For everyone, it’s never enough to have more money. Even for civil servants and government officials, their careers are their way of paying for a secure lifestyle and survival. Many candidates have this question in their mind that if they would be IAS officers are allowed to have a side business or engage in a secondary profession along with their bureaucratic duties.
In this article, you will get to know governmental rules and regulations in place for IAS officers and learn about some IAS officers who left their post to become entrepreneurs and businessmen.
Are IAS Officers Allowed to do Business?
IAS officers are strictly prohibited under governmental regulations from directly partaking in business for personal interest while serving as a bureaucrat. However, retired IAS officers are allowed to run their own businesses. Conduct rules prohibit IAS officers to engage in any other full-time occupation. Even for part-time vocation, there should not be any conflict of interest. Also, vocation should be non-remunerative. Besides all this, the inhuman work hours that IAS officers generally have to serve for makes it impossible for them to be able to work for any other enterprise.
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Conditions Under Which IAS Officers Can Do Their Own Business
- Retired IAS officers can directly take part in any kind of lucrative business.
- Serving IAS officers can resign from their post to run their own business.
- Serving IAS officers can use their private legal money to make legal investments and buy stocks.
- IAS officers can have their family and friends start a business in their stead while they act as advisers and share their ideas. However, the government has to be made aware of such a venture.
- IAS officers can take part in some activities and vocations as long as its non-remunerative and for philanthropic purposes only.
Examples of Some IAS Officers that Left Their Post to Become Entrepreneurs
However, there are always examples of some people who find their actual calling a little later in life. The following are the stories of 5 such IAS officers who decided to resign from their post to change their profession to becoming full-time businessmen.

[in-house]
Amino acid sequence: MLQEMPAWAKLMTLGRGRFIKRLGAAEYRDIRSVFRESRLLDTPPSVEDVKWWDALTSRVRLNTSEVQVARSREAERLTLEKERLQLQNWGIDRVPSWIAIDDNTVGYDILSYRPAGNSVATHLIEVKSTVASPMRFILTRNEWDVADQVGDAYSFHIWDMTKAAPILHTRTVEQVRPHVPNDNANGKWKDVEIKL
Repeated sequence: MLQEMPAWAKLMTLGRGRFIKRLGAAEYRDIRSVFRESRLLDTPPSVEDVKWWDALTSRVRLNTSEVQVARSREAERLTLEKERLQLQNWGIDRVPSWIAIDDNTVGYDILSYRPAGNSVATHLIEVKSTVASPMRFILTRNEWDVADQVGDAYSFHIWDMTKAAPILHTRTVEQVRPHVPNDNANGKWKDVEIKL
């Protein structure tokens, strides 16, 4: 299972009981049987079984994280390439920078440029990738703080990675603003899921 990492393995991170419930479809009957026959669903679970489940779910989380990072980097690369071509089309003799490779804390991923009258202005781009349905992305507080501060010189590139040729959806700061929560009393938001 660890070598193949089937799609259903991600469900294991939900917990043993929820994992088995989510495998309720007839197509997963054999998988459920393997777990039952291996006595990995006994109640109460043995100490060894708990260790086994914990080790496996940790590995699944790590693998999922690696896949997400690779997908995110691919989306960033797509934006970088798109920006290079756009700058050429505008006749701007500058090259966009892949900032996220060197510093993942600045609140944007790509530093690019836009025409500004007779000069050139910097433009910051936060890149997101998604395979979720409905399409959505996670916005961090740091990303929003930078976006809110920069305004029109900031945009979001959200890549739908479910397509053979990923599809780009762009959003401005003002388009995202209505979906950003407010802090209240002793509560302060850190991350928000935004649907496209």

Also Read: Salary of An IAS Officer Plus Incentives
Dr. Syed Sabahat Azim
Dr Syed Sabahat Azim was an IAS officer in 2000 who quit his job to start his own chain of healthcare called Glocal Healthcare Systems. The sudden death of his father due to untimely and inadequate medical assistance drove him to start this initiative. He started his company in 2010 with the support of Mr Damodaran, the former Chairman of SEBI.
After 34 years of service, Pravesh Sharma voluntarily quit his job to start an online grocery delivery service called Sabziwala. This company delivers good quality vegetables to your doorstep at a fair price.
Roman Saini was the youngest IAS officer to clear the exam at the young age of 16. Roman, however, resigned from the administration services and began his entrepreneurial venture – Unacademy, a website that provides free online coaching, webinars, tutorials, and motivational speeches for IAS aspirants.
The 1979-batch IAS officer, who quit the services after 22 years, following his stint as IT and Biotechnology secretary to the Government of Karnataka has made one of the most successful IAS Officer turned entrepreneur. In 2005, he co-founded Brickwork India, a knowledge process outsourcing firm that provides virtual assistants to global companies.
Sanjay Gupta is a 1985 batch IAS Officer who cleared the UPSC Civil Service Exam at the young age of 22. After taking voluntary retirement in 2002, Sanjay joined the Adani Group as CEO (Infrastructure).
After spending a few years with the group, he launched his chain of luxury hotels, Cambay under the umbrella of Neesa Group. Some of his group companies are Neesa Leisure, Neesa Infrastructure, Neesa Agritech and Food, Orient Spa, Neesa Technologies, Neesa Financial Services, Neesa Township, and Properties and Cambay SEZ Hotels.
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The purpose of this rule which prohibits IAS officers from engaging in personal business is to avoid the possibility of a conflict of interests as IAS officers are mainly concerned with policymaking and implementation, which he might. In business, he could use his advantage in harming the greater goal of the development of business and economy and a level playing field. Thus why it is better for IAS officers to focus their energy on their work.